SASOL Takes the Lead

by | Sep 3, 2017

One hallmark of the ideal sponsor must be the ability to marry ROI expectations with the hopes and aspirations of a nation. A decade ago South African women’s football was in the doldrums, it needed a champion for it’s cause, a financial partner armed with resources, dedication and resolve.

In the case for women’s sport, this was a mountain to climb. And yet, the unimaginable happened. Listed on the JSE in South Africa and on the New York Stock Exchange in the USA, built on home soil and with the name of our nation to begin its name, managing 30300 staff members in offices spanning 33 countries around the world, international integrated chemicals and energy company Sasol decided it would take that first step for women’s football, the start of a climb that would change our world.

This year three women’s sport sponsorship heavy weights in Brutal Fruit, Momentum and Sasol were named 2017 finalists by the gsport Awards judges, and after the critical input of the public’s deciding vote, Sasol emerged the 2017 winner on the night.

It’s difficult to argue that this national acclaim is anything other than 100% earned, warranted and deserved.

For the past eight years Sasol has worked with SAFA to develop its leading role in the development of women’s football, becoming a key enabler of women empowerment through football, in line with the company’s position of supporting the South African campaign for gender equity.

Global women’s football pioneer Fran-Hilton Smith had no hesitation: “The contribution of Sasol to Banyana Banyana and the Sasol League is immeasurable. With Sasol’s support, women’s football has grown immensely, and Banyana has been well-prepared and able to qualify for the last two Olympics.”

Sasol and football have a history dating back to the days of Amaglug-glug (SA’s under-23 national soccer team), and the company has been involved in the development of local football ever since.

Since its early roots in the 1960’s and the first rush of popularity when the first national women’s team was formed in the 1990s, women’s football in South Africa hasn’t experienced the power of a serious sponsor as it has in the past eight years.

The landmark 2009 deal saw Sasol sign on as the headline sponsor and dramatically increase the international game time for Banyana Banyana.

The deal also ensured that the stars of tomorrow had a guaranteed pipeline through one of 16 teams in every province across the nation, in the Sasol League at grassroots level, and the impressive Sasol Championships, where national honours are at stake for provincial champions.

Cheryl Roberts, an avid supporter, photographer and reporter of the Sasol League games praises Sasol for its financial backing, saying: “Women in sport and sports girls and sportswomen need funding assistance to participate in sport, develop and advance.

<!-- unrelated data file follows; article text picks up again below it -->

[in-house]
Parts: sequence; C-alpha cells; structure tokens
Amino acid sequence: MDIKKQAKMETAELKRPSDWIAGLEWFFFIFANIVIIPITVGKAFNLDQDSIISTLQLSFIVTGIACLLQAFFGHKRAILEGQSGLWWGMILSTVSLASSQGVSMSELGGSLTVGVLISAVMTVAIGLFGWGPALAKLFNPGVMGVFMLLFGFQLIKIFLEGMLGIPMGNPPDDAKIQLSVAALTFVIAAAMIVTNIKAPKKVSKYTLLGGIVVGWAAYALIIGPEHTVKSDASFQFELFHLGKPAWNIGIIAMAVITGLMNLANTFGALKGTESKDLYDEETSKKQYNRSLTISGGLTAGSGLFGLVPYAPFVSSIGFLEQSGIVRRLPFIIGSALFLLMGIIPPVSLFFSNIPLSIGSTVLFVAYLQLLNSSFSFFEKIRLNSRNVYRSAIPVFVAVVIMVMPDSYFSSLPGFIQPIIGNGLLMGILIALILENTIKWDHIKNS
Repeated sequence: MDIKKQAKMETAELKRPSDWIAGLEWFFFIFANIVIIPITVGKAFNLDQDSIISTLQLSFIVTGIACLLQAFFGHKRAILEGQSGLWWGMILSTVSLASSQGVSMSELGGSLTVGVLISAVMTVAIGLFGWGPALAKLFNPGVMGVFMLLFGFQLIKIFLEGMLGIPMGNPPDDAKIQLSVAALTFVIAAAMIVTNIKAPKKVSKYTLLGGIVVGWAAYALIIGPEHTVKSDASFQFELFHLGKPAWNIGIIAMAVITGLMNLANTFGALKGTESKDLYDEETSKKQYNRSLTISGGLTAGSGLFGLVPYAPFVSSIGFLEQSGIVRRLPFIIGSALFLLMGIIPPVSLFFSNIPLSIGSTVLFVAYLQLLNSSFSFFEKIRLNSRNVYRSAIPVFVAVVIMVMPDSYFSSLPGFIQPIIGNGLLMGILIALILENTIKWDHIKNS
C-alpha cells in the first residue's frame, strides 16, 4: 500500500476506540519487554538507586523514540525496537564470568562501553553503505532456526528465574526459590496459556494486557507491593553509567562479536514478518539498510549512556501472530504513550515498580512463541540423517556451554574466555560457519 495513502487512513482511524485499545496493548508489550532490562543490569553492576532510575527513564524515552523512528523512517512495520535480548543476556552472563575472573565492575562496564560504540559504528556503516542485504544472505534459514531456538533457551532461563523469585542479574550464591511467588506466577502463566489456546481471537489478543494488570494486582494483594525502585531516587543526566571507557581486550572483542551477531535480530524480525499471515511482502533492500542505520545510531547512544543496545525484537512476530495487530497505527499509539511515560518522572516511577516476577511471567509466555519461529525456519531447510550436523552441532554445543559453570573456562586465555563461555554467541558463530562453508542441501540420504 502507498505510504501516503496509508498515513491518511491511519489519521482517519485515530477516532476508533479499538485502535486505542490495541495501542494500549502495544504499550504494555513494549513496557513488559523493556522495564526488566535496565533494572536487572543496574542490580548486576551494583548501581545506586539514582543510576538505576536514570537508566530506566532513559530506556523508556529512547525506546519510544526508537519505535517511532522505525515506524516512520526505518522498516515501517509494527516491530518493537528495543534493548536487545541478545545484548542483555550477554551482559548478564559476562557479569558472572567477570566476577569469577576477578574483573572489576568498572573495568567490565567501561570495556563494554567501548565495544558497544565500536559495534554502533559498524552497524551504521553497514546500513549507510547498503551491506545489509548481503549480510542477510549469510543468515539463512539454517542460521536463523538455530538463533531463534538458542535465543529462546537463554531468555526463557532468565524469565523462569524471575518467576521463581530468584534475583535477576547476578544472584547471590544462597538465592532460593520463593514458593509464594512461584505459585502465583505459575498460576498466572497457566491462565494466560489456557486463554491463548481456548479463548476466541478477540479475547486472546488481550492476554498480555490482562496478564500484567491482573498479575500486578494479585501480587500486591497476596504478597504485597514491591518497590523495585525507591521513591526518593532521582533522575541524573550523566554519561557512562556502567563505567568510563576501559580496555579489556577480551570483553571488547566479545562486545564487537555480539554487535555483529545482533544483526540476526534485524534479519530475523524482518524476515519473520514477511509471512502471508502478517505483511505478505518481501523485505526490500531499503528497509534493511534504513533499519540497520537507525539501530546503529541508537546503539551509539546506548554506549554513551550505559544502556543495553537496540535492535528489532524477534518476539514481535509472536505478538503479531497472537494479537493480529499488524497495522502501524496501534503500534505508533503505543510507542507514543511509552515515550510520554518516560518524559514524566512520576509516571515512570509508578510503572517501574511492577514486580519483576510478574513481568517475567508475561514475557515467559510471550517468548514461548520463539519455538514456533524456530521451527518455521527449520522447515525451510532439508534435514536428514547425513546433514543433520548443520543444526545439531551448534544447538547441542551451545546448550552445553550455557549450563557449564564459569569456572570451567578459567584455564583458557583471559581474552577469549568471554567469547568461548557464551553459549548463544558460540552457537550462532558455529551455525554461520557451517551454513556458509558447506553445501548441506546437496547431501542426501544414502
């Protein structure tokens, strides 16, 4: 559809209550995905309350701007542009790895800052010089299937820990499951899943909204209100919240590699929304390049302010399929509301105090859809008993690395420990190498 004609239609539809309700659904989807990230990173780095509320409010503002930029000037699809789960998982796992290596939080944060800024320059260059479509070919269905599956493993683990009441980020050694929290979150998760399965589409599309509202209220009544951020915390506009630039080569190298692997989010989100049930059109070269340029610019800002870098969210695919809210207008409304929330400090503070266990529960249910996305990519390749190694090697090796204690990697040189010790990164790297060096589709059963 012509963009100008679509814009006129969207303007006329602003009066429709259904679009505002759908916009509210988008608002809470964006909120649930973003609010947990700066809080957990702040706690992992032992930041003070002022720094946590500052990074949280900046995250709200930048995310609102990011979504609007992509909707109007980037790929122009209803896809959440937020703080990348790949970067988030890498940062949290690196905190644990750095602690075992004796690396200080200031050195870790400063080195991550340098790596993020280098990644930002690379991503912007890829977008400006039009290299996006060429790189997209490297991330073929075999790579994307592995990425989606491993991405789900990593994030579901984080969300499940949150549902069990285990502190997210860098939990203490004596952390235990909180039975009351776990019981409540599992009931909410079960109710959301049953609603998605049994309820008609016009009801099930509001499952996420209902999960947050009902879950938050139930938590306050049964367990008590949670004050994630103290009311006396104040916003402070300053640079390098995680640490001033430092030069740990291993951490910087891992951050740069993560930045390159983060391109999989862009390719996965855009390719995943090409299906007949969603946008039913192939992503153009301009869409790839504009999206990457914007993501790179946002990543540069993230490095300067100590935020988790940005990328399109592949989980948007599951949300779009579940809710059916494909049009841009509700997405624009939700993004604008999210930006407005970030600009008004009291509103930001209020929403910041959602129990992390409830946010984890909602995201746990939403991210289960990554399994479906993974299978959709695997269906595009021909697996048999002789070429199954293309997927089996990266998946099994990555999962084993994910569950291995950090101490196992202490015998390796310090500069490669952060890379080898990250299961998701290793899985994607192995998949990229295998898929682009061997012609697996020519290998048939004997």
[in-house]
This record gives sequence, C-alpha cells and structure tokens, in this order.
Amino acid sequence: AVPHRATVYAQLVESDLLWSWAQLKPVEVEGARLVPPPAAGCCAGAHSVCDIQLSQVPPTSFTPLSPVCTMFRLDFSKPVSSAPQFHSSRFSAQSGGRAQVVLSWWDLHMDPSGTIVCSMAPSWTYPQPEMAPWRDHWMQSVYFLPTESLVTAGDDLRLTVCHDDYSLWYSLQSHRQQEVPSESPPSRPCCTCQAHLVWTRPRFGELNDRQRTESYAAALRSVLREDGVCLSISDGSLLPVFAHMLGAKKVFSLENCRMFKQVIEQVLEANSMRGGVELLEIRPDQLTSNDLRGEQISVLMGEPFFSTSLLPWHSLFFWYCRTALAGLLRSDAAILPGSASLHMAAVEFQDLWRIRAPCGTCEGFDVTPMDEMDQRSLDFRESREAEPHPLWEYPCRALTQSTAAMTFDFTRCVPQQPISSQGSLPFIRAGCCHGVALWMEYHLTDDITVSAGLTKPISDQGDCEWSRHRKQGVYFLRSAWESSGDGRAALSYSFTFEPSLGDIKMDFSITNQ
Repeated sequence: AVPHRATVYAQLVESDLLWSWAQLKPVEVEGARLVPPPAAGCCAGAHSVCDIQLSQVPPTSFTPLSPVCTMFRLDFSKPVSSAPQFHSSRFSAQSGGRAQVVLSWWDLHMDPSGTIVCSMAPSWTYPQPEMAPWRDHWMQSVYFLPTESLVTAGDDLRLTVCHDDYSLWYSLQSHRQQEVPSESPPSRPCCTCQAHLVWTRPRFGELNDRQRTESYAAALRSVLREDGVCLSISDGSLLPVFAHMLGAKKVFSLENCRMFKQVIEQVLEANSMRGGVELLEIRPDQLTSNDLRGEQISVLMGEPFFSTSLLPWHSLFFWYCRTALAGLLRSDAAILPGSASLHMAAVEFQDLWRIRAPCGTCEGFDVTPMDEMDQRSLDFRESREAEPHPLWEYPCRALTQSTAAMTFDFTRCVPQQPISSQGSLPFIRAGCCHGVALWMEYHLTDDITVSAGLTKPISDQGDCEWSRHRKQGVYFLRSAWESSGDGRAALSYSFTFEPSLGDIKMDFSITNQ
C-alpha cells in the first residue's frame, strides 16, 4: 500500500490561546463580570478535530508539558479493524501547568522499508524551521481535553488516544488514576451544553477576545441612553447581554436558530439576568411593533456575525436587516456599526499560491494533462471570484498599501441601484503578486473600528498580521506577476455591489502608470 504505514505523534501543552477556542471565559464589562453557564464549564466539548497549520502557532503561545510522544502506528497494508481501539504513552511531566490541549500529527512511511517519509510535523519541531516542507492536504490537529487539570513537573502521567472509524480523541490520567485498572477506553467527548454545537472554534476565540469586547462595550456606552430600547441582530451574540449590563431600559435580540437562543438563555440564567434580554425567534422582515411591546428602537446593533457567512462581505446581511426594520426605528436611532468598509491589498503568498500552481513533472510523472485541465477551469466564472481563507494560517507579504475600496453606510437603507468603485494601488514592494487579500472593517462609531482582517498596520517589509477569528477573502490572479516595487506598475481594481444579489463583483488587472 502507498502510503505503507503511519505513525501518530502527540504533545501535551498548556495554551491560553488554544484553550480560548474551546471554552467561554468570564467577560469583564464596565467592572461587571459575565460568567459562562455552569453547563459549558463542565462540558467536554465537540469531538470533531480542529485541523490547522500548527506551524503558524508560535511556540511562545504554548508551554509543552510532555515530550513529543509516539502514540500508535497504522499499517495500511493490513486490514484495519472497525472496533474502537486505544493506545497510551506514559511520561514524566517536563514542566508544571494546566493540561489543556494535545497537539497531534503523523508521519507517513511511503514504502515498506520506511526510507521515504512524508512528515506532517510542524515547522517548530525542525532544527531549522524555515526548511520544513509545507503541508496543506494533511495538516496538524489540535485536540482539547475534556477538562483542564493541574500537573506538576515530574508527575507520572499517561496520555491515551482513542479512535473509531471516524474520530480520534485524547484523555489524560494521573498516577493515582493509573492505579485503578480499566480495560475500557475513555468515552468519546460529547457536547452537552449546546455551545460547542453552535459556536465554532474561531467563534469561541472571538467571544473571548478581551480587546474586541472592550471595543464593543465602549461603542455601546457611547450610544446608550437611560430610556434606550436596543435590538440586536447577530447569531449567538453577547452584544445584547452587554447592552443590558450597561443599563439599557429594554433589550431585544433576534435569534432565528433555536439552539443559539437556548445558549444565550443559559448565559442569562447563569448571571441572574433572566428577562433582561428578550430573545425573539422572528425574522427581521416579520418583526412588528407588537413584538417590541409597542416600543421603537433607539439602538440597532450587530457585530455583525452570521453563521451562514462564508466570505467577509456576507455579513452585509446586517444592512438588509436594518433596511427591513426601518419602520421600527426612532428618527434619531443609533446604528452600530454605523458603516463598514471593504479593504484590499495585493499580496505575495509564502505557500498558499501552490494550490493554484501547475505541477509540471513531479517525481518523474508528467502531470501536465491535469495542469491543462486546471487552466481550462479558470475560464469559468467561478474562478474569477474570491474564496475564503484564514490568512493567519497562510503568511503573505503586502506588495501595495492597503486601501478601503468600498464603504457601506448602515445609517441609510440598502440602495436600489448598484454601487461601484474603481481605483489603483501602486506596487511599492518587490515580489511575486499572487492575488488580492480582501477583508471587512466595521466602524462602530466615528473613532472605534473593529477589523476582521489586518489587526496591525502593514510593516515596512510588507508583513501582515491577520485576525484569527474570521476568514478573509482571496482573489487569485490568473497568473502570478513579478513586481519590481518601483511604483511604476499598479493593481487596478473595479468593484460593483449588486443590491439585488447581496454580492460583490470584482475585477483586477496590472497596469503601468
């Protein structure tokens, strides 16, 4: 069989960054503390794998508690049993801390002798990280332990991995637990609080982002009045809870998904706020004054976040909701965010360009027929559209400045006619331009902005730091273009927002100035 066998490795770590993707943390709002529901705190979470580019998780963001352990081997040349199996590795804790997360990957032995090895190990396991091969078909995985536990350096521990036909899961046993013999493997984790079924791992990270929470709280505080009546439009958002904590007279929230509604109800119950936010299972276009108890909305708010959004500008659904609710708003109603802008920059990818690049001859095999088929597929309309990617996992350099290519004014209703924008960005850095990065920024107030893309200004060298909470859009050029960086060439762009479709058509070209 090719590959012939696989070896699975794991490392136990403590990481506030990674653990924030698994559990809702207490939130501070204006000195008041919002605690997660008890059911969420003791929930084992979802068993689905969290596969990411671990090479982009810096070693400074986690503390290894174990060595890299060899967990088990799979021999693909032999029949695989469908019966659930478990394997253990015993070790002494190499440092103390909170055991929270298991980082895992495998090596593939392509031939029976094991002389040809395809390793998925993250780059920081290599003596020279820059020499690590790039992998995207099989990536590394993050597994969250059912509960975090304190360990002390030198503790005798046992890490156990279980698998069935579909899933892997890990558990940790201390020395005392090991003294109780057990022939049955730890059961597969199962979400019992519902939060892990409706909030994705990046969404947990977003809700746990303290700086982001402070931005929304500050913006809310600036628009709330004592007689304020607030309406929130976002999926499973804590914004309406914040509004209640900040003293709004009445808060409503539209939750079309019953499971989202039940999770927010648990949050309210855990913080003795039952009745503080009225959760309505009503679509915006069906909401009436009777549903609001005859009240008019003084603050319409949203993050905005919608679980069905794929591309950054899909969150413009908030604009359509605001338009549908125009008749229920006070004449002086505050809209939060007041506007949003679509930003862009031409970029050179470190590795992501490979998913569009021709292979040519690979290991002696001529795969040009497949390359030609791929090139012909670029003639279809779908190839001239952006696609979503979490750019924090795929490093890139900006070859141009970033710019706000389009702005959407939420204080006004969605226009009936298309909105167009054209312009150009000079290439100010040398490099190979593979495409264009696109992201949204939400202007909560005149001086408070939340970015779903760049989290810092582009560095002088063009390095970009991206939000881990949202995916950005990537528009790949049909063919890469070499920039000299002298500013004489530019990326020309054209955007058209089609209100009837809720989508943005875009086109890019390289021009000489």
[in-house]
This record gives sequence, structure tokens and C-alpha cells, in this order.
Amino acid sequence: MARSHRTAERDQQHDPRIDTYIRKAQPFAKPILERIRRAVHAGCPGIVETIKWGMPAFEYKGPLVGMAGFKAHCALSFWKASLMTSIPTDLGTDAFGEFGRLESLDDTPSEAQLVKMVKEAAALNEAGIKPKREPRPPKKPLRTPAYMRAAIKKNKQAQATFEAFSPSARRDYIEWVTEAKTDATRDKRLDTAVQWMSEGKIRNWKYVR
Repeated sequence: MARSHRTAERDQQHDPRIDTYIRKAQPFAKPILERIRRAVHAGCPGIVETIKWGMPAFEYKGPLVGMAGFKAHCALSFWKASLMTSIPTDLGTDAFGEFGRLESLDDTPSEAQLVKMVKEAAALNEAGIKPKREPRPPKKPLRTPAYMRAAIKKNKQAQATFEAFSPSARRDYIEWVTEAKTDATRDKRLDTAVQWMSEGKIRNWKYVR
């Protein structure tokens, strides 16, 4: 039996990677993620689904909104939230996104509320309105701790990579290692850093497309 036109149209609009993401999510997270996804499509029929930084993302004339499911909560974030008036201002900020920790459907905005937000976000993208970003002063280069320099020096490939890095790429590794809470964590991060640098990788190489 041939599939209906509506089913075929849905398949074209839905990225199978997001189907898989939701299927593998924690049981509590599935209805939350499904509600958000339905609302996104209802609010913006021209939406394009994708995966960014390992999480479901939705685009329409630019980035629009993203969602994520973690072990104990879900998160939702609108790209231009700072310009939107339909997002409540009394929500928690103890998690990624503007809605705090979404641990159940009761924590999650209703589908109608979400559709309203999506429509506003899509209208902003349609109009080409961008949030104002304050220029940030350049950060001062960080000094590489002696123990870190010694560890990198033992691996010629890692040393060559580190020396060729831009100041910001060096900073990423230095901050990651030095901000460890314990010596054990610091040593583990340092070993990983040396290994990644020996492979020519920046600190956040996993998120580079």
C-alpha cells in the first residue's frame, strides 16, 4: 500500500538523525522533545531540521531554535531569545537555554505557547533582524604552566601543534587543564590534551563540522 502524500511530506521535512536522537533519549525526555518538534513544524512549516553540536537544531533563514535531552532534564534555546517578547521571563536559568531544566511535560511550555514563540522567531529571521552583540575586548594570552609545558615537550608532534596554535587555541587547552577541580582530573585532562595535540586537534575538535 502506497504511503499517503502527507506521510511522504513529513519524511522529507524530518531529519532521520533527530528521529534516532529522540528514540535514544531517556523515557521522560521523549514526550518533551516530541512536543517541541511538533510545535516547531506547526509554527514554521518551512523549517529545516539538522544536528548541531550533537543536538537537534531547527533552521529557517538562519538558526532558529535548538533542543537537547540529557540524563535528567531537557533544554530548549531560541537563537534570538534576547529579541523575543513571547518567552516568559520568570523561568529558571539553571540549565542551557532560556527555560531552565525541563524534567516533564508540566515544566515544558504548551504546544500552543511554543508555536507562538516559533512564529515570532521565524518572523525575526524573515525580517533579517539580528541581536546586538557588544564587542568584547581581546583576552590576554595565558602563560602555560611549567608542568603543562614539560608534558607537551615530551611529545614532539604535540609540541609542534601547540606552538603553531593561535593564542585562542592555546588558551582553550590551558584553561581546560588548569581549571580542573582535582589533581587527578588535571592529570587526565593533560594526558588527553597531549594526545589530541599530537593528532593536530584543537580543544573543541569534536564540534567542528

“Financial association with companies like Sasol and women in sport carries the positive benefit of keeping girls and women in football, sustaining competitive regional leagues and assisting the national women’s team,” said Roberts.

“Sasol’s sponsorship of women’s football, by allocating funding assistance to each Sasol League team each season, ensures at least transport costs are covered, and players know they can play football without having to hassle about transport money.

“This is positive contribution to regional football throughout South Africa. At least, the league is being sustained and is advancing women’s football.”

These platforms were of immediate assistance in identifying players for SA national women’s U17, U20, and senior national teams, and today the tournament fields 144 teams across all nine provinces, with more than 2,800 female football players enjoying a still-rare opportunity to participate in regular competitive football.

“Sasol has been the driving force in elevating women’s football, both at International and National level,” said women’s football champion, Lauren Duncan. “Through Sasol’s sponsorship, SA women’s football was put on the map, and more female footballers are playing the game and are being identified. We wouldn’t be where we are today if it wasn’t for Sasol.”

“Sasol has contributed to grassroots women’s football by providing a vision and attainable dream for young girls through a semi professional league,” adds 2017 gsport Volunteer of the Year, Moonira Ramathula.

“Without Sasol there would be no female football idols like Portia Modise, Amanda Dlamini, Simphiwe Dludlu, Janine van Wyk, Refiloe Jane – to name a few – for any little girl to look up to, and to aspire to achieve their football dreams,” said Ramathula.

The impact of the Sasol League on the lives of the players can never be disputed. It has knitted communities together through sport, and the support of women’s football has opened doors to new opportunities for women athletes.

Sasol continues to show its support for Women’s sport through the sponsorship of the Emerging Athlete category and sponsorship of the live television broadcast of the 2017 gsport Awards, on SABC 2 on Saturday, 26 August, 2017.



Photo 1 caption: SASOL Executive Vice-President Human Resources and Corporate Affairs Charlotte Mokoena (Right) receives the 2017 gsport Sponsor of the Year Awards from Gauteng Sport MEC Faith Mazibuko (Left). Image: gsport / Simone Kley

Photo 2 caption: “By allocating funding assistance to each Sasol League team each season, Sasol’s sponsorship ensures that players know they can play football without having to hassle about transport money,” says pioneer women’s sport activist. Photo: Supplied

Photo 3 caption: Global women’s football pioneer Fran-Hilton Smith said: “The contribution of Sasol to Banyana Banyana and the Sasol League is immeasurable. With Sasol’s support, women’s football has grown immensely.” Photo: Supplied


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